VACCINATION of around half a million children in Rohingya refugee camps, temporary settlements, and surrounding areas in Bangladesh is taking place to try stop the spread of diphtheria. The WHO, UNICEF, and other international healthcare bodies are working to tackle this respiratory condition that children are particularly vulnerable to, which has broken out amongst Rohingya refugees in this region escaping the conflict in Burma.
Refugee camps in Cox’s Bazar have seen 31 deaths and 3,954 suspected cases of diphtheria between 8th November 2017 and 11th January 2018. The disease is contracted either through direct physical contact or from breathing in aerosolised secretions from coughs or sneezes of those infected. A 3-week vaccination programme was initiated in which the pentavalent vaccine, which protects against diphtheria, tetanus, pertussis, haemophilus influenzae type b, and hepatitis b, was given to nearly 150,000 children aged between 6 weeks and 7 years, and the tetanus and diphtheria (Td) vaccine to nearly 166,000 children aged between 7 and 17 years.
Vaccination is also currently taking place among nearly 166,000 children in schools near the Rohingya camps and settlements, and a further two rounds of a diphtheria-containing vaccine are planned in the camps and surrounding areas at 1-month intervals.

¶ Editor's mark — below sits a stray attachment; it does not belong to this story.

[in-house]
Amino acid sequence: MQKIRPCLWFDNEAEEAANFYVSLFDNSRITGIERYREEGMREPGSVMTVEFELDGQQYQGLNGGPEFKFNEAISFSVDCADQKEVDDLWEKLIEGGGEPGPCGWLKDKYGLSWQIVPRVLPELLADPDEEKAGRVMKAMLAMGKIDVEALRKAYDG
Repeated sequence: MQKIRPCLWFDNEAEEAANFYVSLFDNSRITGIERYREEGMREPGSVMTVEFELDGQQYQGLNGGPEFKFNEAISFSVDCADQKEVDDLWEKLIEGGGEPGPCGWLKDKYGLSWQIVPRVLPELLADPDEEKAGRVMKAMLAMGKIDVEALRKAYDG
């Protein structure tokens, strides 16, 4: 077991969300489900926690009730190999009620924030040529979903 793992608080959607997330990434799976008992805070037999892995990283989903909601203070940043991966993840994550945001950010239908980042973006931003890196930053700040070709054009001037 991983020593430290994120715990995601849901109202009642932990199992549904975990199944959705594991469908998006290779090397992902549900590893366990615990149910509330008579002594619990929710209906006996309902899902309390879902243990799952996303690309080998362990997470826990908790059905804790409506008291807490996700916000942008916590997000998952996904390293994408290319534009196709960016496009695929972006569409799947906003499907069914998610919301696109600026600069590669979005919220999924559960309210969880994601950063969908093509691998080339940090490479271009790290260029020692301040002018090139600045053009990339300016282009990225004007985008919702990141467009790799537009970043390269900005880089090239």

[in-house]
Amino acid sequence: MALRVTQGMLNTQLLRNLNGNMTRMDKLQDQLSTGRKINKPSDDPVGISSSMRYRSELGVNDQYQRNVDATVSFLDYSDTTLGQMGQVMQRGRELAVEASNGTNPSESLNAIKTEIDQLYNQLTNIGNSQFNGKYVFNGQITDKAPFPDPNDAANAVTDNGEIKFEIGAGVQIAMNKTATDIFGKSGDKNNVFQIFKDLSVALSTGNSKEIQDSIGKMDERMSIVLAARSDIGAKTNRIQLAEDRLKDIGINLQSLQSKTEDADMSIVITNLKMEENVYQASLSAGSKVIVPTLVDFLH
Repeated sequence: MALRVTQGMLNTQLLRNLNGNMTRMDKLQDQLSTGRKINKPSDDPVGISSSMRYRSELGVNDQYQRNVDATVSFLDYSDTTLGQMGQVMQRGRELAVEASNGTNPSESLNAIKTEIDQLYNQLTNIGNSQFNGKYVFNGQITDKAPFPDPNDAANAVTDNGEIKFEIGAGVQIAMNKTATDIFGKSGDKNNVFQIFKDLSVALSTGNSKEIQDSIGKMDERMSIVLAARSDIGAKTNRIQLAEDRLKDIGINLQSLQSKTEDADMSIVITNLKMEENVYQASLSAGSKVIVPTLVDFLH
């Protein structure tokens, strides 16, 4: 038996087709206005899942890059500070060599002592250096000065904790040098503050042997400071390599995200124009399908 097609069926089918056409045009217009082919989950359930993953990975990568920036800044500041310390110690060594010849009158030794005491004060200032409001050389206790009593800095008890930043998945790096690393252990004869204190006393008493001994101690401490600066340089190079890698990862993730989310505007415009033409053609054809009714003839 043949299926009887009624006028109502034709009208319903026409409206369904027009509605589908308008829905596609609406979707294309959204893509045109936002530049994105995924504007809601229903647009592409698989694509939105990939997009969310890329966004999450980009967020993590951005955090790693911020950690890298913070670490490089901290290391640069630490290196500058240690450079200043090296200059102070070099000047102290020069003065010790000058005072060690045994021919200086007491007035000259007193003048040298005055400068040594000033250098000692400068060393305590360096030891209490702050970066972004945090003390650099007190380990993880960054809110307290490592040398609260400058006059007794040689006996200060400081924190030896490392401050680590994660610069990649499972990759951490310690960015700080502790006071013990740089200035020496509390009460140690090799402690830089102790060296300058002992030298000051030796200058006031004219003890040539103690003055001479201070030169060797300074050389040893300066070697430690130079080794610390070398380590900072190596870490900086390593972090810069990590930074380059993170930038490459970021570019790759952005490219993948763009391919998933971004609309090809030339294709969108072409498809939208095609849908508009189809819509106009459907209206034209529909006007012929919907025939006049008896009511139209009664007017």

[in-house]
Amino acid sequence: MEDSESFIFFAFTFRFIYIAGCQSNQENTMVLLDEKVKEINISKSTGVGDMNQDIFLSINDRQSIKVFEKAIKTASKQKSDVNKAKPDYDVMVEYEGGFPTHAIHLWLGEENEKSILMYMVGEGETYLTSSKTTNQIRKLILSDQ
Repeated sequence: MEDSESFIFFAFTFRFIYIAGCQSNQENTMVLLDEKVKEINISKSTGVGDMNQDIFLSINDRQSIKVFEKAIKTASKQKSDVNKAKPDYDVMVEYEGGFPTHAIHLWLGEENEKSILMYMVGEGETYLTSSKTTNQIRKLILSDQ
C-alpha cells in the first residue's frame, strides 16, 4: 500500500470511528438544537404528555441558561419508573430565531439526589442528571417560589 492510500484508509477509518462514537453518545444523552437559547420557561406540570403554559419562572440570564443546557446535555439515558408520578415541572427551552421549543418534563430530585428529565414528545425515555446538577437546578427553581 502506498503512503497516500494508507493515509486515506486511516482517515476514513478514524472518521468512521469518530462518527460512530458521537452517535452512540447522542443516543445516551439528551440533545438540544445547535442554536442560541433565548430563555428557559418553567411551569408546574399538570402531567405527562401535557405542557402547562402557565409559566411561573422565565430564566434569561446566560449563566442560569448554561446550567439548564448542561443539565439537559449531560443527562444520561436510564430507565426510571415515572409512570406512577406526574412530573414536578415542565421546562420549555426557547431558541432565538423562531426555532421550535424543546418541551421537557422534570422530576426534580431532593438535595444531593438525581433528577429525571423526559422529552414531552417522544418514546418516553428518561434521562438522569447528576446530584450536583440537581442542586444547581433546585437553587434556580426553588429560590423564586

Healthcare and Refugees
Mr Edouard Beigbeder, UNICEF’s Bangladesh Representative, commented: “Children are particularly vulnerable to diphtheria. Volunteers are making door-to-door visits in the Rohingya settlements to ensure all children receive vaccination. The massive influx within a very short time has heavily affected basic services in the settlement areas. They have no choice but to live in a very congested environment, which is impacting their health and quality of life. We are making continued efforts to improve conditions of the camps. At the same time, diphtheria vaccination is vital to reducing the risk of further outbreak.”
Provision of healthcare in the context of war, either in war zones or to civilians displaced by conflict, is a major contemporary issue, and one the EMJ discussed in a recent article.
James Coker, Reporter
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